23 August 2012

In My Hands

I spent the last week on vacation. My niblets were off to their grandparents' home, and I was off once again to Saco, Maine and the In The Company of Women conference at Ferry Beach.

I began attending three years ago to find myself, and my Self. I was struggling in my marriage, knew that I was interested in women but not sure what to do about it, and all in all not in the best place I could be. It was at Ferry Beach that I found a mental respite, a spiritual home. Not necessarily in the UU (Unitarian Universalist) sense, but wrapped in the guise of understanding women all on different paths than I, but still in the same place. It was here I could hit the boundaries I knew existed in my soul and mind, and decide whether I was ready to challenge them or accept them. I could also play, and remember how to have fun.

Last year I was the coordinator of my morning track, and found myself starting another journey, which has led to being the co-coordinator of the ITCW Conference this summer. After three years, I am still a relative "newbie" and could not have accepted stepping into this place without the support of a lot of women that I had met the last couple of years. I am grateful that I had time to play once again, in ways I had not tried before.

This week found me surrounded by the opportunity to make art in many different medias. While I have enjoyed crafts at various times these last decades, I cannot remember the last time I could "create art". On a chance, I decided to drop into the Spirit Doll session offered on Monday. It was there I faced holding a ball of sculpy in my hands, and allowing myself to create, to reach into my soul and manifest something without any reference except what was contained inside me.

My Autumn Lady in spirit doll form

That was hard. To reference: I loved art when I was young. I would spend hours creating stories in my head and illustrating them on scrap paper, reams of paper. Drawing and painting in school, sketches and clay. Art was part of my life the way that reading and eating were. Then I grew older, and when you are a teen, you do not always see yourself through a clear window. My art was still there, but there were challenges. My strengths were in the literal - I was great at copying line drawings, adapting sketches of superheroes and changing their clothing. Those who surrounded me - in my mind - created. I could not do what they did, and in that, I found myself lacking.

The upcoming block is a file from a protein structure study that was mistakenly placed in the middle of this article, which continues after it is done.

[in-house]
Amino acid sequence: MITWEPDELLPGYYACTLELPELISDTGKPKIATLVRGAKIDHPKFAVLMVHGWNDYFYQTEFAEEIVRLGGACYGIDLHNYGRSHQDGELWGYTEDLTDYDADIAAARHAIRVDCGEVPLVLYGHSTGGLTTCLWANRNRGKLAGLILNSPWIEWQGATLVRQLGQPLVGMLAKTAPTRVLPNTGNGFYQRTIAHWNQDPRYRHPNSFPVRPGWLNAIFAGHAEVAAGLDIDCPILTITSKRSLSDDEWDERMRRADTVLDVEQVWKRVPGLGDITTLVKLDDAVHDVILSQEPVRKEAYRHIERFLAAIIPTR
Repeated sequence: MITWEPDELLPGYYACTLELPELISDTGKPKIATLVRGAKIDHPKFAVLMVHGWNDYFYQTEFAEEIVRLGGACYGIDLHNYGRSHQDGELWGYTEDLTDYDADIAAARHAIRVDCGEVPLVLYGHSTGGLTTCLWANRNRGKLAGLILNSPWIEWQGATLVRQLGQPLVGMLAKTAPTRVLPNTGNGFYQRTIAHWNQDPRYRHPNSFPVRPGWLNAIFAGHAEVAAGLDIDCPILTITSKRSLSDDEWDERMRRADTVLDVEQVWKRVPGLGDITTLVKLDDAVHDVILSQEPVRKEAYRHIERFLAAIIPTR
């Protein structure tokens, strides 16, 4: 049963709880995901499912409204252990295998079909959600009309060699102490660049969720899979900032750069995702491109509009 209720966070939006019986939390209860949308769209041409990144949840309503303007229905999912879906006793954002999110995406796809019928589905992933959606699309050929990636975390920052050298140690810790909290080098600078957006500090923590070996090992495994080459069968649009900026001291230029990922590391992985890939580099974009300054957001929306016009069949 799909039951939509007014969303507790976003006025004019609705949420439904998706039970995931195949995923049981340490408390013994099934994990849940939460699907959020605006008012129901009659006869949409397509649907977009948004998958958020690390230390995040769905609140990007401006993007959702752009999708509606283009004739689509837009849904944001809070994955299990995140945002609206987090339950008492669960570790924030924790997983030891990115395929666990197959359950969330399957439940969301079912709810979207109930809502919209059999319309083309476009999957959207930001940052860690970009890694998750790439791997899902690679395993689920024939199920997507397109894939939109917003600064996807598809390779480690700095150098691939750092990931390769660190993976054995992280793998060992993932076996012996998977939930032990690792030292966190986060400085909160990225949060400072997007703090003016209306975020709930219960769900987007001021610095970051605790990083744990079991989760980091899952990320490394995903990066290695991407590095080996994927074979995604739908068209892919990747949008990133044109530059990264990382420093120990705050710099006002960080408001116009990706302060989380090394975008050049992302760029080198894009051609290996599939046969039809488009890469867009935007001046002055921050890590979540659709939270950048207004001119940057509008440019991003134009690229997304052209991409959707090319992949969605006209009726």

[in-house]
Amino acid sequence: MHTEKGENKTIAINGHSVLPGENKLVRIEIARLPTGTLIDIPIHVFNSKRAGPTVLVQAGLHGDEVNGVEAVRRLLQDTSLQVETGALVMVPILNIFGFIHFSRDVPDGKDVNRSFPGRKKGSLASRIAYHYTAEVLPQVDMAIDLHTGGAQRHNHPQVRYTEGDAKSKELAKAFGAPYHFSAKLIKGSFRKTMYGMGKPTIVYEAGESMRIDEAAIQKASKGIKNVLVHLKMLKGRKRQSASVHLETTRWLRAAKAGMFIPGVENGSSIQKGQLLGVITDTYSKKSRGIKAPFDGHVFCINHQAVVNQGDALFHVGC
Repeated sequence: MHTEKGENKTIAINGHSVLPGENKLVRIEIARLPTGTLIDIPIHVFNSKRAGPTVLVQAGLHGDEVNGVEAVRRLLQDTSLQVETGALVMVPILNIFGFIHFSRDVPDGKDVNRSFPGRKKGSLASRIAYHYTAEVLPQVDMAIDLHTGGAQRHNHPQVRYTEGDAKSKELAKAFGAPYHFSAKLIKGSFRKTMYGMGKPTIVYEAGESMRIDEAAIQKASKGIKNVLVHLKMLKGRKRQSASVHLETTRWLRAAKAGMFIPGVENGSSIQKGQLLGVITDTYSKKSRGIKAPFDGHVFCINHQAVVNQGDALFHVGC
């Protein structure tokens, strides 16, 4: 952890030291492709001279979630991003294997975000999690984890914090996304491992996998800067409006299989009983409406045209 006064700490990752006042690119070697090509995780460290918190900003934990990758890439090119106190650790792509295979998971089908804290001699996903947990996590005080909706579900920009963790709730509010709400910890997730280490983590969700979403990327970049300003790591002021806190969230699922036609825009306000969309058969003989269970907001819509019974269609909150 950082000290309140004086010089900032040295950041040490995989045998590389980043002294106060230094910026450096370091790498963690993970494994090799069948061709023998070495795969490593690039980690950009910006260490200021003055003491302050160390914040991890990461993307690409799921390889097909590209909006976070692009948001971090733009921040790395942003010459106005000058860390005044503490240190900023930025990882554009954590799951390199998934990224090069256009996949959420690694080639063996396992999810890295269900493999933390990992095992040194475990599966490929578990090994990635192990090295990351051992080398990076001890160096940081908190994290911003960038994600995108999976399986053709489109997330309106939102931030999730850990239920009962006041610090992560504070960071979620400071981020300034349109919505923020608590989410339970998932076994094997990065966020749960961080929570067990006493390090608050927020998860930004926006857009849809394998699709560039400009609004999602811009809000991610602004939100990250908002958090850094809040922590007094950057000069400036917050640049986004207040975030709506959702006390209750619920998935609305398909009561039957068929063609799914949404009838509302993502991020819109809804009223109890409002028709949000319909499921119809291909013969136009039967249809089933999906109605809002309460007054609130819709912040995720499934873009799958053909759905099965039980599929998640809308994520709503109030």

I had lost faith: in my art and in my self. The fire that I could easily feed through my childhood was gone, doused by doubts and low self-worth.

This week I found that fire again. I found the mediums in my hands, clay and sculpy, fabric, felt and wool, all finding the visions I created in the moment. Where it really manifested itself was in needle felting.

I had heard of this project before, but seeing all the three-dimensional sculptures that seemed to be the result, I never really found myself drawn to it. This lesson ended up being "drawing with felt". At least, it felt (see what I did there?) that way. I determined that I was going to make a tree. I love trees, but as my needles pushed the wool into the fabric square, I realized it was not looking like a tree anymore. As I pulled more colors of fiber from the various balls and bags, it became something else entirely.

And like a phoenix, my faith in my artistic ability burned alive once again. Of course, the discovery of a new medium can do that to anyone, and with my obvious love of fiber crafts, this seemed likely. However, it was more than that. The images that came across the felt were more than just ideas from my head. Here, I did not set down with any real idea of what was going to end up on my wool canvas, I just knew I wanted to paint it...in fiber.

I did make a tree (or two) eventually.

No tie-dye this year, but the spray batik was just as fun.

I even did some knitting!
Another summer of discovery at Ferry Beach for me. It feeds my soul in ways I never expected - the ocean, the sand, the art, the spiritual, the acquaintances and friends I have made there - and I cannot imagine my life without it now.